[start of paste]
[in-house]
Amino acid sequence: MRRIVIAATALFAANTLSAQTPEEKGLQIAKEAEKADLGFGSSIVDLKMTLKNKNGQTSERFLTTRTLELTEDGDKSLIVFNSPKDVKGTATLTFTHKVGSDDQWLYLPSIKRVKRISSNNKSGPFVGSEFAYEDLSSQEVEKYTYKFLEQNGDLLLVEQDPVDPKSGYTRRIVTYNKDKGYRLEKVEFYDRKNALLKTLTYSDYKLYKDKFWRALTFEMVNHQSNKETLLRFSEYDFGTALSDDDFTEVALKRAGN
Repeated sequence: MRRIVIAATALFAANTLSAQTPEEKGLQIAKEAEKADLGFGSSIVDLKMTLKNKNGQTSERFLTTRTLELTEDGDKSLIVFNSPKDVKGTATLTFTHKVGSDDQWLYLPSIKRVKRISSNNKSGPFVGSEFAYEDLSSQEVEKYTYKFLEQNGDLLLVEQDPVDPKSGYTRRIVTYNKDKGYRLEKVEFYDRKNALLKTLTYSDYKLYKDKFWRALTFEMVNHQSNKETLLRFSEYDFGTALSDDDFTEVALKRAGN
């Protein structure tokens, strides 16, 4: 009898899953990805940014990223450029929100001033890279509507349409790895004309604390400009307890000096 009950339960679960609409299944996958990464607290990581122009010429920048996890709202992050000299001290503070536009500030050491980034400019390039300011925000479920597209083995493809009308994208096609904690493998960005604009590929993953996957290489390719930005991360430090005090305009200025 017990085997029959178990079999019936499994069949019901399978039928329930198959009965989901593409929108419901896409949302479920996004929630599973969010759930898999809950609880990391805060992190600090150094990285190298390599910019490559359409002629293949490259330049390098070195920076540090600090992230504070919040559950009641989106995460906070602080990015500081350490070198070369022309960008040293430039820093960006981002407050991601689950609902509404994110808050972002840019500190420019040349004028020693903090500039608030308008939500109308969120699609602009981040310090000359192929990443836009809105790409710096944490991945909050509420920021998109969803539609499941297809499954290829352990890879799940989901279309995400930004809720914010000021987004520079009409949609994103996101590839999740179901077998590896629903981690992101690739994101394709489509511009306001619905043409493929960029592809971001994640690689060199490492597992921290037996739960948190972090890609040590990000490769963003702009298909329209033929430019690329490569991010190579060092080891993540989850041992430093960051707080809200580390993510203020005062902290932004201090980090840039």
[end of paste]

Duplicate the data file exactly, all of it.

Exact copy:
[in-house]
Amino acid sequence: MRRIVIAATALFAANTLSAQTPEEKGLQIAKEAEKADLGFGSSIVDLKMTLKNKNGQTSERFLTTRTLELTEDGDKSLIVFNSPKDVKGTATLTFTHKVGSDDQWLYLPSIKRVKRISSNNKSGPFVGSEFAYEDLSSQEVEKYTYKFLEQNGDLLLVEQDPVDPKSGYTRRIVTYNKDKGYRLEKVEFYDRKNALLKTLTYSDYKLYKDKFWRALTFEMVNHQSNKETLLRFSEYDFGTALSDDDFTEVALKRAGN
Repeated sequence: MRRIVIAATALFAANTLSAQTPEEKGLQIAKEAEKADLGFGSSIVDLKMTLKNKNGQTSERFLTTRTLELTEDGDKSLIVFNSPKDVKGTATLTFTHKVGSDDQWLYLPSIKRVKRISSNNKSGPFVGSEFAYEDLSSQEVEKYTYKFLEQNGDLLLVEQDPVDPKSGYTRRIVTYNKDKGYRLEKVEFYDRKNALLKTLTYSDYKLYKDKFWRALTFEMVNHQSNKETLLRFSEYDFGTALSDDDFTEVALKRAGN
């Protein structure tokens, strides 16, 4: 009898899953990805940014990223450029929100001033890279509507349409790895004309604390400009307890000096 009950339960679960609409299944996958990464607290990581122009010429920048996890709202992050000299001290503070536009500030050491980034400019390039300011925000479920597209083995493809009308994208096609904690493998960005604009590929993953996957290489390719930005991360430090005090305009200025 017990085997029959178990079999019936499994069949019901399978039928329930198959009965989901593409929108419901896409949302479920996004929630599973969010759930898999809950609880990391805060992190600090150094990285190298390599910019490559359409002629293949490259330049390098070195920076540090600090992230504070919040559950009641989106995460906070602080990015500081350490070198070369022309960008040293430039820093960006981002407050991601689950609902509404994110808050972002840019500190420019040349004028020693903090500039608030308008939500109308969120699609602009981040310090000359192929990443836009809105790409710096944490991945909050509420920021998109969803539609499941297809499954290829352990890879799940989901279309995400930004809720914010000021987004520079009409949609994103996101590839999740179901077998590896629903981690992101690739994101394709489509511009306001619905043409493929960029592809971001994640690689060199490492597992921290037996739960948190972090890609040590990000490769963003702009298909329209033929430019690329490569991010190579060092080891993540989850041992430093960051707080809200580390993510203020005062902290932004201090980090840039």